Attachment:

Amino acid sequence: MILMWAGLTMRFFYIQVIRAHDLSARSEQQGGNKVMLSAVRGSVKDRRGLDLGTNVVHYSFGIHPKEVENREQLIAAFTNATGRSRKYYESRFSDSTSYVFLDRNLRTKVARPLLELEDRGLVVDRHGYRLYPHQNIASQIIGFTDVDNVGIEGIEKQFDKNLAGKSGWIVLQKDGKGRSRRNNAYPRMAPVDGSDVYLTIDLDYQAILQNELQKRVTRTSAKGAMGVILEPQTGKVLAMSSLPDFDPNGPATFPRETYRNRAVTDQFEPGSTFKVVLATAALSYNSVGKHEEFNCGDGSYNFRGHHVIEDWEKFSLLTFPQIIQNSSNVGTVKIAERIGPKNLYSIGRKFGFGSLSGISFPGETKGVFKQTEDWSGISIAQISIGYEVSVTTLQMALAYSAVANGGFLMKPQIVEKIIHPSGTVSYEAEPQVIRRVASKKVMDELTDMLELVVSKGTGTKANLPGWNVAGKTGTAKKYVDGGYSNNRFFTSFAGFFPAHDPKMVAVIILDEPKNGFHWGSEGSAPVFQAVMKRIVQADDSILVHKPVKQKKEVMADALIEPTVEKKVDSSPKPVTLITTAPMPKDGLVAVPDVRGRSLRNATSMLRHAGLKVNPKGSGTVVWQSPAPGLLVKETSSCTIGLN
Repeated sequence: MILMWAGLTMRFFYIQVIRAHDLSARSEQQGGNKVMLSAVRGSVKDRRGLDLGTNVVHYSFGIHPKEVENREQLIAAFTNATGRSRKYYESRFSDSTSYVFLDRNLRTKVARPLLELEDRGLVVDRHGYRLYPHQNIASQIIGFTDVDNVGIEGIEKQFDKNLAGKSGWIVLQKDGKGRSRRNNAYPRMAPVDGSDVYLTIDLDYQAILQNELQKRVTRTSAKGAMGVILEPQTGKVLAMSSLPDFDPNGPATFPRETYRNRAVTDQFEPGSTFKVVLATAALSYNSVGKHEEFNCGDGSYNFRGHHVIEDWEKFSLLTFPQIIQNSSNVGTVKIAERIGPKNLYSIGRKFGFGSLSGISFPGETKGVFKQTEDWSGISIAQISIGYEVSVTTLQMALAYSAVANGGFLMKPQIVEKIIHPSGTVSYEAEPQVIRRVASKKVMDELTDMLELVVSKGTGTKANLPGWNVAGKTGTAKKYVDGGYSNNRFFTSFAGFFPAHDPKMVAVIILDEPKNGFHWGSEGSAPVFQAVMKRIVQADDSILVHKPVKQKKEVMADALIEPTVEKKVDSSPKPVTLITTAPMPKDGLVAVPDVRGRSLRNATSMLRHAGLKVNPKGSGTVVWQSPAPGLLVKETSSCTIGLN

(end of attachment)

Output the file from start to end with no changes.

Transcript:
Amino acid sequence: MILMWAGLTMRFFYIQVIRAHDLSARSEQQGGNKVMLSAVRGSVKDRRGLDLGTNVVHYSFGIHPKEVENREQLIAAFTNATGRSRKYYESRFSDSTSYVFLDRNLRTKVARPLLELEDRGLVVDRHGYRLYPHQNIASQIIGFTDVDNVGIEGIEKQFDKNLAGKSGWIVLQKDGKGRSRRNNAYPRMAPVDGSDVYLTIDLDYQAILQNELQKRVTRTSAKGAMGVILEPQTGKVLAMSSLPDFDPNGPATFPRETYRNRAVTDQFEPGSTFKVVLATAALSYNSVGKHEEFNCGDGSYNFRGHHVIEDWEKFSLLTFPQIIQNSSNVGTVKIAERIGPKNLYSIGRKFGFGSLSGISFPGETKGVFKQTEDWSGISIAQISIGYEVSVTTLQMALAYSAVANGGFLMKPQIVEKIIHPSGTVSYEAEPQVIRRVASKKVMDELTDMLELVVSKGTGTKANLPGWNVAGKTGTAKKYVDGGYSNNRFFTSFAGFFPAHDPKMVAVIILDEPKNGFHWGSEGSAPVFQAVMKRIVQADDSILVHKPVKQKKEVMADALIEPTVEKKVDSSPKPVTLITTAPMPKDGLVAVPDVRGRSLRNATSMLRHAGLKVNPKGSGTVVWQSPAPGLLVKETSSCTIGLN
Repeated sequence: MILMWAGLTMRFFYIQVIRAHDLSARSEQQGGNKVMLSAVRGSVKDRRGLDLGTNVVHYSFGIHPKEVENREQLIAAFTNATGRSRKYYESRFSDSTSYVFLDRNLRTKVARPLLELEDRGLVVDRHGYRLYPHQNIASQIIGFTDVDNVGIEGIEKQFDKNLAGKSGWIVLQKDGKGRSRRNNAYPRMAPVDGSDVYLTIDLDYQAILQNELQKRVTRTSAKGAMGVILEPQTGKVLAMSSLPDFDPNGPATFPRETYRNRAVTDQFEPGSTFKVVLATAALSYNSVGKHEEFNCGDGSYNFRGHHVIEDWEKFSLLTFPQIIQNSSNVGTVKIAERIGPKNLYSIGRKFGFGSLSGISFPGETKGVFKQTEDWSGISIAQISIGYEVSVTTLQMALAYSAVANGGFLMKPQIVEKIIHPSGTVSYEAEPQVIRRVASKKVMDELTDMLELVVSKGTGTKANLPGWNVAGKTGTAKKYVDGGYSNNRFFTSFAGFFPAHDPKMVAVIILDEPKNGFHWGSEGSAPVFQAVMKRIVQADDSILVHKPVKQKKEVMADALIEPTVEKKVDSSPKPVTLITTAPMPKDGLVAVPDVRGRSLRNATSMLRHAGLKVNPKGSGTVVWQSPAPGLLVKETSSCTIGLN